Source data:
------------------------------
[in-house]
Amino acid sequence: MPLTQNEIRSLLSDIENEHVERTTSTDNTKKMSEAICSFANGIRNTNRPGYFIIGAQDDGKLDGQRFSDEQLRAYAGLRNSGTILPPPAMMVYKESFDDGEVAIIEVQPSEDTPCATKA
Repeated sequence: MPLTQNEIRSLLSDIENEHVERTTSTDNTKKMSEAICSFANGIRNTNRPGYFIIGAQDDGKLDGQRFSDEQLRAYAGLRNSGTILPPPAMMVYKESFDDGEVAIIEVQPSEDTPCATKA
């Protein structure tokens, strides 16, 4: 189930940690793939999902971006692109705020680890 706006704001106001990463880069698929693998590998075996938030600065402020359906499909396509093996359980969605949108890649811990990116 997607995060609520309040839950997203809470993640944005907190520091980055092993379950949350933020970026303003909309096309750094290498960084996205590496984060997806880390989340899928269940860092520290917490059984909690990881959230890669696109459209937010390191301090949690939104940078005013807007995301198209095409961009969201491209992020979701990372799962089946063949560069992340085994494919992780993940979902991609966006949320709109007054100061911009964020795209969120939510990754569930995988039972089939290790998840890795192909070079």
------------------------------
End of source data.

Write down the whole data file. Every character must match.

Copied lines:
[in-house]
Amino acid sequence: MPLTQNEIRSLLSDIENEHVERTTSTDNTKKMSEAICSFANGIRNTNRPGYFIIGAQDDGKLDGQRFSDEQLRAYAGLRNSGTILPPPAMMVYKESFDDGEVAIIEVQPSEDTPCATKA
Repeated sequence: MPLTQNEIRSLLSDIENEHVERTTSTDNTKKMSEAICSFANGIRNTNRPGYFIIGAQDDGKLDGQRFSDEQLRAYAGLRNSGTILPPPAMMVYKESFDDGEVAIIEVQPSEDTPCATKA
């Protein structure tokens, strides 16, 4: 189930940690793939999902971006692109705020680890 706006704001106001990463880069698929693998590998075996938030600065402020359906499909396509093996359980969605949108890649811990990116 997607995060609520309040839950997203809470993640944005907190520091980055092993379950949350933020970026303003909309096309750094290498960084996205590496984060997806880390989340899928269940860092520290917490059984909690990881959230890669696109459209937010390191301090949690939104940078005013807007995301198209095409961009969201491209992020979701990372799962089946063949560069992340085994494919992780993940979902991609966006949320709109007054100061911009964020795209969120939510990754569930995988039972089939290790998840890795192909070079």